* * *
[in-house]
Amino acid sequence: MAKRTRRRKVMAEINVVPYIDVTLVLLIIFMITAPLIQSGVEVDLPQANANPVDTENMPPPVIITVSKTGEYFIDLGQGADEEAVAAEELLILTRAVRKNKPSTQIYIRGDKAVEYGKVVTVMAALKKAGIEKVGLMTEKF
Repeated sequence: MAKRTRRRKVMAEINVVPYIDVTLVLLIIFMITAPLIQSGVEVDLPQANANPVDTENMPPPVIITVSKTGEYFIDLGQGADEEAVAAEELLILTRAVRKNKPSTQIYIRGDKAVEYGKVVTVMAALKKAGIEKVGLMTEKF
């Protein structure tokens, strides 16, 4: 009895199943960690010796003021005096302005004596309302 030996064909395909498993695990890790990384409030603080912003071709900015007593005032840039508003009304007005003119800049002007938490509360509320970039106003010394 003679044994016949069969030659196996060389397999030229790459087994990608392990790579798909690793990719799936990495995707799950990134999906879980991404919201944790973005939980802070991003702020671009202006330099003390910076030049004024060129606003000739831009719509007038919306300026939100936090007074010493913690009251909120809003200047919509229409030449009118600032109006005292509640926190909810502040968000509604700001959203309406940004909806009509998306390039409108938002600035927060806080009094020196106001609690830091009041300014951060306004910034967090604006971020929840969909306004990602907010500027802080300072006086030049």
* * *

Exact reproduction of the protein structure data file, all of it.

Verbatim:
[in-house]
Amino acid sequence: MAKRTRRRKVMAEINVVPYIDVTLVLLIIFMITAPLIQSGVEVDLPQANANPVDTENMPPPVIITVSKTGEYFIDLGQGADEEAVAAEELLILTRAVRKNKPSTQIYIRGDKAVEYGKVVTVMAALKKAGIEKVGLMTEKF
Repeated sequence: MAKRTRRRKVMAEINVVPYIDVTLVLLIIFMITAPLIQSGVEVDLPQANANPVDTENMPPPVIITVSKTGEYFIDLGQGADEEAVAAEELLILTRAVRKNKPSTQIYIRGDKAVEYGKVVTVMAALKKAGIEKVGLMTEKF
């Protein structure tokens, strides 16, 4: 009895199943960690010796003021005096302005004596309302 030996064909395909498993695990890790990384409030603080912003071709900015007593005032840039508003009304007005003119800049002007938490509360509320970039106003010394 003679044994016949069969030659196996060389397999030229790459087994990608392990790579798909690793990719799936990495995707799950990134999906879980991404919201944790973005939980802070991003702020671009202006330099003390910076030049004024060129606003000739831009719509007038919306300026939100936090007074010493913690009251909120809003200047919509229409030449009118600032109006005292509640926190909810502040968000509604700001959203309406940004909806009509998306390039409108938002600035927060806080009094020196106001609690830091009041300014951060306004910034967090604006971020929840969909306004990602907010500027802080300072006086030049």